"WE HELPED TO OVERTHROW THE BATISTA DICTATORSHIP… ONLY TO INSTALL THE CASTRO DICTATORSHIP"
(COHN, Roy) (DELOACH, Cartha) SMITH, Earl E.T. The Fourth Floor. An Account of the Castro Communist Revolution. New York: Random House, 1962. Octavo, original blue cloth, original dust jacket.
First edition of Smith's dramatic account of his time as Eisenbower's ambassador to Cuba in the late 1950s, charging the U.S. with playing "a major role in bringing Castro to power," inscribed by Smith in the year of publication to Cartha "Deke" DeLoach, Hoover's No. 3 at the FBI: "With best wishes to Deke De Loache [sic] from Earl E.T. Smith, 1962." Yhis copy with the laid-in business card of Roy Cohn, Joseph McCarthy's infamous chief counsel.
Smith, the prominent financier who served under three presidents, was appointed Ambassador to Cuba by Eisenhower in 1957 and served until 1959 at the fall of Batista. In Smith's 1960 testimony to the Senate, he charged U.S. government agencies, the press and officials on the fourth floor of the Senate, with playing "a major role in bringing Castro to power." Here he substantiates that argument, stating: "we helped to overthrow the Batista dictatorship, which was pro-American and anti-Communist, only to install the Castro dictatorship which was Communist and anti-American."
This copy is inscribed to Cartha "Deke" DeLoach, who "spent more than 25 years in the FBI, rising to deputy associate director, the No. 3 position, behind only Hoover and the associate director, Clyde Tolson." At the time of the inscription, DeLoach headed the FBI's Criminal Records Division, and soon became Hoover's chief liaison to President Johnson. Tim Weiner, author of Enemies: A History of the FBI, describes DeLoach as a "talented political hatchet man, a trusted deputy to Hoover… crucial to intelligence investigations" in the Johnson years. After serving as FBI spokesperson following the murders of civil rights workers Chaney, Goodman and Schwerner, DeLoach "supervised the investigation of the murder of Dr. Martin Luther King Jr. in 1968. But he had also been part of the bureau's scrutiny of the civil rights movement and was aware of the bureau's secret surveillance of Dr. King." At DeLoach's death, then-FBI director Robert Mueller praised his lifelong "commitment to the F.B.I. and to the American people" (New York Times).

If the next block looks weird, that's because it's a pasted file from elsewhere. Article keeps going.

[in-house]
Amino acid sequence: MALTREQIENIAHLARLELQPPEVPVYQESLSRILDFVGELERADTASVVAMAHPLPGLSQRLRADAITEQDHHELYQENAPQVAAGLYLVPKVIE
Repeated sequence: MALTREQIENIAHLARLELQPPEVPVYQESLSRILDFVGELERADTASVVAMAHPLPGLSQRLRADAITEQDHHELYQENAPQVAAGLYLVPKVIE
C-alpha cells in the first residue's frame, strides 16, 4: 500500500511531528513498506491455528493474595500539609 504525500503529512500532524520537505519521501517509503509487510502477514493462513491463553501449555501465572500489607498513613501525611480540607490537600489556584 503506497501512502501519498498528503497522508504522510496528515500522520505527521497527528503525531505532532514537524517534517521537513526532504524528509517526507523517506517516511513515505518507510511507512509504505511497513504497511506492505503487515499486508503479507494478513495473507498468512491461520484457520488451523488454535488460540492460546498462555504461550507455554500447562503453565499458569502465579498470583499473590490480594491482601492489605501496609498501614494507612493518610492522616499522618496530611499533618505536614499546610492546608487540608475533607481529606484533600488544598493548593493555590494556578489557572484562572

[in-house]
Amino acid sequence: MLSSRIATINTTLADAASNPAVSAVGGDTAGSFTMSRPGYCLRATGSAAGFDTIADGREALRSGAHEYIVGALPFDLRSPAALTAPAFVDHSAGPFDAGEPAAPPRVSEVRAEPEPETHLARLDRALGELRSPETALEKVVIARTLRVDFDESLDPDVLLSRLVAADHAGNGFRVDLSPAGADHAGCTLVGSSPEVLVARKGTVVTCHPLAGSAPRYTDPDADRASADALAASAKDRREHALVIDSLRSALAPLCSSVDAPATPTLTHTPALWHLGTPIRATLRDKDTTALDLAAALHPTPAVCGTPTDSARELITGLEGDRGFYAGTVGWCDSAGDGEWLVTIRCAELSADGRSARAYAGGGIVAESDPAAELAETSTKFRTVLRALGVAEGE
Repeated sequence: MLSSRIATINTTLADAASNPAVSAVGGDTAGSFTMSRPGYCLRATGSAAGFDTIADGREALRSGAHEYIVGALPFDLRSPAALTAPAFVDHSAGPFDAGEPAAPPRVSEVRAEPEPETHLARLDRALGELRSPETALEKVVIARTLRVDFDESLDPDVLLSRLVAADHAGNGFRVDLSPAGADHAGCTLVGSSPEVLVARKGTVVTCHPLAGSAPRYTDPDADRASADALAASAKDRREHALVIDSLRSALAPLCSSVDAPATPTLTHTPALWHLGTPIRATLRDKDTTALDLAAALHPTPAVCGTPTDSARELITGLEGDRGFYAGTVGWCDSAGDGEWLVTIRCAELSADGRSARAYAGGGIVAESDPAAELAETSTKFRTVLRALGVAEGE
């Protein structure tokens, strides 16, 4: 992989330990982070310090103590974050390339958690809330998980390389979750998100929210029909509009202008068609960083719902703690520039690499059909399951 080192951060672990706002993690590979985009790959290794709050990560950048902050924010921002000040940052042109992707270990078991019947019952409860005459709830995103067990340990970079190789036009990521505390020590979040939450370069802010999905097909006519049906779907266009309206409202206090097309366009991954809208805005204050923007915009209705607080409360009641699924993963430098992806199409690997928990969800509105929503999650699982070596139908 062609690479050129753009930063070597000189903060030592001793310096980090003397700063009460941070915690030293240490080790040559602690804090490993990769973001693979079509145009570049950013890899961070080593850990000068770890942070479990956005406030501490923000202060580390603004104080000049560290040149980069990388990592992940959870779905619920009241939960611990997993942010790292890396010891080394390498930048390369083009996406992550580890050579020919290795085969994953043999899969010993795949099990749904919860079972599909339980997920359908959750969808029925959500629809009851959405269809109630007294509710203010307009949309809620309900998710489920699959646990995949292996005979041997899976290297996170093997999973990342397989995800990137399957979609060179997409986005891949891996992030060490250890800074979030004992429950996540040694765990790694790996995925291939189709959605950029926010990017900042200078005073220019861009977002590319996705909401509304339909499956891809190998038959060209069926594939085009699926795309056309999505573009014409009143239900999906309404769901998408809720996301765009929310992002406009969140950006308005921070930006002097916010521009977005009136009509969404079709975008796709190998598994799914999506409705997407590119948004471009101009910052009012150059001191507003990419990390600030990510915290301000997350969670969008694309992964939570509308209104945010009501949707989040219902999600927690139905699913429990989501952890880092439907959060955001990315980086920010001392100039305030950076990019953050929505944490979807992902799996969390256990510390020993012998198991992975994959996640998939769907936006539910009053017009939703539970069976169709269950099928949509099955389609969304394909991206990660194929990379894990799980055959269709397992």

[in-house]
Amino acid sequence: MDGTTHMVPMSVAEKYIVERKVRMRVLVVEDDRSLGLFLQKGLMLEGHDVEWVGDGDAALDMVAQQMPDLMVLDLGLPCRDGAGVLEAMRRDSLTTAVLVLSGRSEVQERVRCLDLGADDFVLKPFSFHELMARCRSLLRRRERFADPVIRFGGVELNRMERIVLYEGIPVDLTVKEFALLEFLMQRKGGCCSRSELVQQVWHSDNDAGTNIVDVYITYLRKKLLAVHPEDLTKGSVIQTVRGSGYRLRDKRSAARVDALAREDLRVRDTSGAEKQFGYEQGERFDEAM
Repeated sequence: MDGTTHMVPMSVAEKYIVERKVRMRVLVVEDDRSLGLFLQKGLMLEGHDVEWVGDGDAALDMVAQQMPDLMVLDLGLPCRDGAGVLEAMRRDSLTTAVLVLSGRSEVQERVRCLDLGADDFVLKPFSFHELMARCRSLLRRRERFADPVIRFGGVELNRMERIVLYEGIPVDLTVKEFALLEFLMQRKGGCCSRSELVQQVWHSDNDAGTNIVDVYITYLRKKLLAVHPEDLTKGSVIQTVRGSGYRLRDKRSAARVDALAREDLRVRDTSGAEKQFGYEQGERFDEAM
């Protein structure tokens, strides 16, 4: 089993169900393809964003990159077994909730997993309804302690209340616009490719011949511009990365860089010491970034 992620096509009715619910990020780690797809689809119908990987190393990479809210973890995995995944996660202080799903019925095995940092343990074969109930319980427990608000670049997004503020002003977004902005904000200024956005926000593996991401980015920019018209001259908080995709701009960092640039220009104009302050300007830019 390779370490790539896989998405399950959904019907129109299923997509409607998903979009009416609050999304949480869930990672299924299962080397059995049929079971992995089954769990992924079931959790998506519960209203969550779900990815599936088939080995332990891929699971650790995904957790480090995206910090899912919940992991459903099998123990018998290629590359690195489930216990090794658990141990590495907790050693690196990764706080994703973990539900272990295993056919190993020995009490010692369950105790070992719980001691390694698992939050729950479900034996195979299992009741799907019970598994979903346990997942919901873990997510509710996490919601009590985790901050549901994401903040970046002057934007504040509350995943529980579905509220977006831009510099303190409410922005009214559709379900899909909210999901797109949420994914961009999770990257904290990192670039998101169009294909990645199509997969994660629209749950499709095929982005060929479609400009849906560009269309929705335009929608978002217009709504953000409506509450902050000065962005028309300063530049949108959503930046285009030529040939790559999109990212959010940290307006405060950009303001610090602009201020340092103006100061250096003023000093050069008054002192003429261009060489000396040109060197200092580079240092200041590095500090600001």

This copy also contains the laid-in business card of Roy Cohn as "Chairman of the Board" of Lionel Corporation. The great-nephew of Joshua Cowen, its founder, Cohn headed the group that took over control in 1959. By then he was infamous as prosecutor in the Rosenberg case and chief counsel to Joseph McCarthy in his investigation of communists. Cohn's business card is inscribed on the verso in an unidentified hand: "Season's Greetings—I hope you will enjoy this important book by one of our Lionel Directors." Smith, who also founded the brokerage firm Paige, Smith & Remick, was on Lionel's board of directors when Cohn was chairman. "First Printing" stated on copyright page.
Tiny closed tear to pristine dust jacket. A fine inscribed presentation copy with two memorable associations.